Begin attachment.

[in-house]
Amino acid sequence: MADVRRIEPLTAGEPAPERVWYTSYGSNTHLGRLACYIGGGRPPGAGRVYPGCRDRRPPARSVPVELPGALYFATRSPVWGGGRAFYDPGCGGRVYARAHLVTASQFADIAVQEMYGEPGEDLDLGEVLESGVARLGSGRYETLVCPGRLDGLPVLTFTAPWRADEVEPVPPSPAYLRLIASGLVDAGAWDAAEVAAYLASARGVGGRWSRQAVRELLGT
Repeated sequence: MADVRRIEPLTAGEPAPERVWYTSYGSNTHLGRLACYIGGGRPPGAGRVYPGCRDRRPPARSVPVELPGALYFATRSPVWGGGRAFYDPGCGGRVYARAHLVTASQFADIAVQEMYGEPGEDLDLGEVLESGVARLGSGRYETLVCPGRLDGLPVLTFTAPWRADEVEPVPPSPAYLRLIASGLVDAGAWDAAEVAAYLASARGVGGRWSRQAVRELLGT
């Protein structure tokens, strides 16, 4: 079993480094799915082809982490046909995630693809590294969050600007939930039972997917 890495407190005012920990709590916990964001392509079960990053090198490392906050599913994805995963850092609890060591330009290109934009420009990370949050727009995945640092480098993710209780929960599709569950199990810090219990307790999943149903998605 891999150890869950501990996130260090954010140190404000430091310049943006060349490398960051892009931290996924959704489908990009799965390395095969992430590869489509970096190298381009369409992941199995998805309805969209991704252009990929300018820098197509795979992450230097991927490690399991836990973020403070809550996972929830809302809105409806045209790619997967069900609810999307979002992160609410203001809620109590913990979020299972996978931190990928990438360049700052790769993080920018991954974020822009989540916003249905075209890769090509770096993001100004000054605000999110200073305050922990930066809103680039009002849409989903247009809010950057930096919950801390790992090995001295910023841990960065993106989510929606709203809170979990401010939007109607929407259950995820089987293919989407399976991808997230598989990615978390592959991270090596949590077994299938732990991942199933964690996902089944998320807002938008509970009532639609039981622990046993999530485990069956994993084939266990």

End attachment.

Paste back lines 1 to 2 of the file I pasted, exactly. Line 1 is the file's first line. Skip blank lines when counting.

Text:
[in-house]
Amino acid sequence: MADVRRIEPLTAGEPAPERVWYTSYGSNTHLGRLACYIGGGRPPGAGRVYPGCRDRRPPARSVPVELPGALYFATRSPVWGGGRAFYDPGCGGRVYARAHLVTASQFADIAVQEMYGEPGEDLDLGEVLESGVARLGSGRYETLVCPGRLDGLPVLTFTAPWRADEVEPVPPSPAYLRLIASGLVDAGAWDAAEVAAYLASARGVGGRWSRQAVRELLGT